“There exists in our society widespread fear of judging…[B]ehind the unwillingness to judge lurks the suspicion that no one is a free agent, and hence doubt that anyone is responsible or could be expected to answer for what he has done…Who has ever maintained that by judging a wrong I presuppose that I myself would be incapable of committing it?” (From Hannah Arendt, ”Personal Responsibility Under Dictatorship.”)
It’s difficult to know where to begin to counter the errors, misreadings, and plain obfuscations of Arendt’s point of view in the essay by Richard Brody that appeared a few days ago in The New Yorker online. But perhaps the most glaring mistake Brody makes is to confuse what Arendt wrote about “thinking” with some form of “intellectualism.” To begin with, when, in her interview with Gunther Gaus, she makes the point that it was the betrayal by “friends” that she found most shocking this is not because she thought only intellectuals could think or were the only ones to have “ideas” but that they “believed”—without thinking!—the very “ideas” they had fabricated, without considering where these “ideas” might take them. They were “trapped” in their ideas, which is why Arendt, in the same interview, refused to call herself a philosopher, cut off from the world, and insisted she was a political theorist.
Thinking depends on letting the imagination go visiting, and Arendt argued it was Eichmann’s inability to think from the standpoint of anyone else that made him “thoughtless” and hence become unable to distinguish right from wrong. But the same could be said, for different reasons, of the “intellectuals” Arendt referred to and said she’d found so grotesque in the interview with Gaus. And, whether you like where it took her or not, thinking from the standpoint of others was exactly what she practiced in the case of her judgment of the leaders of the Jewish Councils. She imagined they might not have cooperated. Yes, they faced “fear and despair,” as Brody notes, but Arendt imagined it was still possible not to comply even in the face of significant threats and consequences. And the historical evidence indicates this to be the case: not everyone complied.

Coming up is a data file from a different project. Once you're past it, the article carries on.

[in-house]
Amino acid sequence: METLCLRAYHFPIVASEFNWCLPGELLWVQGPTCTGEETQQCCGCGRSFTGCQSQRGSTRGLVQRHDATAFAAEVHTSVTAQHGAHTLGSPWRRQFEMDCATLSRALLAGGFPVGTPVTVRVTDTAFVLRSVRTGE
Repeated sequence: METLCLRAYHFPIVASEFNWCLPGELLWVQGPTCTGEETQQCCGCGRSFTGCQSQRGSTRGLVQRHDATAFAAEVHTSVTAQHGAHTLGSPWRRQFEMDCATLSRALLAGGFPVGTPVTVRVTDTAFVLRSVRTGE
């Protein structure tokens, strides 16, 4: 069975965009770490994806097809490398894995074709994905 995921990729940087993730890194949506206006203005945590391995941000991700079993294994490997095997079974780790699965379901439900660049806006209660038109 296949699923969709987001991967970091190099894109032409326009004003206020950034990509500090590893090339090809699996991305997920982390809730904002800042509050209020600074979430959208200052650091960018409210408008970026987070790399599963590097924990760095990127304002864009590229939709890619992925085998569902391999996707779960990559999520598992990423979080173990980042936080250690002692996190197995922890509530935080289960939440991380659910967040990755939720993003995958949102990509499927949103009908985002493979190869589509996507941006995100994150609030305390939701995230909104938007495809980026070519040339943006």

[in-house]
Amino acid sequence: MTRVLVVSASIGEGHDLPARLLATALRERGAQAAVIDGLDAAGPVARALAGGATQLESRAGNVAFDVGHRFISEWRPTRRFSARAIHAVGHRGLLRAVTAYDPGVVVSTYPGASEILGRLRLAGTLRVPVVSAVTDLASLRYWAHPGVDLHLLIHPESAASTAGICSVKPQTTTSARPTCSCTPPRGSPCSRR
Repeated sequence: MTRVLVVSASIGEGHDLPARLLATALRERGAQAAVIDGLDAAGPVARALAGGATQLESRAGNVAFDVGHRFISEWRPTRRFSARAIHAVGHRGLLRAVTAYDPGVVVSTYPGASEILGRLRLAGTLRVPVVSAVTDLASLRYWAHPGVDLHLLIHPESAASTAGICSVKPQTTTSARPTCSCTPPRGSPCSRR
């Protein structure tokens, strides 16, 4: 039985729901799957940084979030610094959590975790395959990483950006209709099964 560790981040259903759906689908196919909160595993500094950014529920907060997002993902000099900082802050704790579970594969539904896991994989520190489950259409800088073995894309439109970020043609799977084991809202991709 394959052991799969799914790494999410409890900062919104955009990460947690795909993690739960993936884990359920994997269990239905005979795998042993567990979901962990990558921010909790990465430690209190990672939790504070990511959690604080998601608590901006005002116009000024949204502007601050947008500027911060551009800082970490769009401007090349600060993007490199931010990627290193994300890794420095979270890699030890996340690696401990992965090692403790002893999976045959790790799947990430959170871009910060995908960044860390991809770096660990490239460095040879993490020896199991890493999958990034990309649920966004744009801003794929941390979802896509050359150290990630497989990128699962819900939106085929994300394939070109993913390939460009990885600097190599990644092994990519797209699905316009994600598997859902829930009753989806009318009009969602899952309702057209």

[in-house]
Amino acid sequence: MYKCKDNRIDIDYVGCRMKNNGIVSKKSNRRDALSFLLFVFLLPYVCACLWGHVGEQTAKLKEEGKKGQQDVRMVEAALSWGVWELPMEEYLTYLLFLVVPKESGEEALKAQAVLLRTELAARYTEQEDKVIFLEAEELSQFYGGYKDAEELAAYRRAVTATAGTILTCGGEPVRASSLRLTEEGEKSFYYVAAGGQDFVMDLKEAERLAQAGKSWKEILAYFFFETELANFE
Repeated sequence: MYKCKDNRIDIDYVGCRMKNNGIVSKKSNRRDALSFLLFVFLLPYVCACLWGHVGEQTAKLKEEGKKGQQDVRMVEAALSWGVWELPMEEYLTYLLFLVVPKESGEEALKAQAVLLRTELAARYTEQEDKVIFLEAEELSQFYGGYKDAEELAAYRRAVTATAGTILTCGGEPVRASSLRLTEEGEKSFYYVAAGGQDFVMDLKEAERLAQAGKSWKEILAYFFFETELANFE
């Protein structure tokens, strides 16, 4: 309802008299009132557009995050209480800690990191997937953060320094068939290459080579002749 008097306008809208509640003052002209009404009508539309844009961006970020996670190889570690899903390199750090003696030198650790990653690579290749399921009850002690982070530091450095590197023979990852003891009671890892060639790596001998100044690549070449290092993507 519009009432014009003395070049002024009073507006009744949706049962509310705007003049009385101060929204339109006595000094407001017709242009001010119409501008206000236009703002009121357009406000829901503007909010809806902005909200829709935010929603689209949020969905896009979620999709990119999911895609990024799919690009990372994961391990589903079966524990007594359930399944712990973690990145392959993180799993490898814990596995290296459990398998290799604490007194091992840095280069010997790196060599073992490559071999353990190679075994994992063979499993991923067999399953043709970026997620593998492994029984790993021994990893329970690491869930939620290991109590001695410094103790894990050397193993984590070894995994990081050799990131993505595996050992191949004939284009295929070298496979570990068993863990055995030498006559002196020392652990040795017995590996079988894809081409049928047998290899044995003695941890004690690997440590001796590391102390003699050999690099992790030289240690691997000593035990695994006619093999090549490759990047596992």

Yet nowhere does Arendt claim the ability to judge a situation means I myself (or she) necessarily would have done anything differently. The most chilling conclusion she reached from her reflections on the trial is that there are no guarantees “when the chips are down” that I will know the right thing to do, and just do it. And it was her confrontation with Eichmann’s banality—not what he did, but who he showed he was, and “how many were like him” during this time—that led Arendt to warn near the end of the book that once such crimes had entered the human experience it is entirely possible that “similar crimes may be committed in the future.”
In an interview with Roger Errera, from which Brody also quotes, Arendt remarked that her intention was in writing about Eichmann as she did was to “destroy the legend of the greatness of evil." As she was thinking about this issue she said she’d “found in Brecht the following remark: ‘The great political criminals must be exposed and exposed especially to laughter.’" And her “tone” in Eichmann in Jerusalem was an attempt to do just that: expose the criminals to derision.
It was the banality of the criminals—not the crimes they committed—that gave Arendt such a shock she responded with laughter. And it’s a shame Brody doesn’t understand what this signifies: the humanization of perpetrators actually serves to humanize victims as well. She did not equate the responsibility of “persecutors and persecuted” for crimes committed by the Nazi state, as Brody claims. Not to allow victims and perpetrators to occupy the same moral universe is to traffic in the dangerous idea that guilt and innocence are not the result of human behavior but exist somehow independent of what people do.
Let me close with an excerpt from my new book, Diving for Pearls: A Thinking Journey with Hannah Arendt: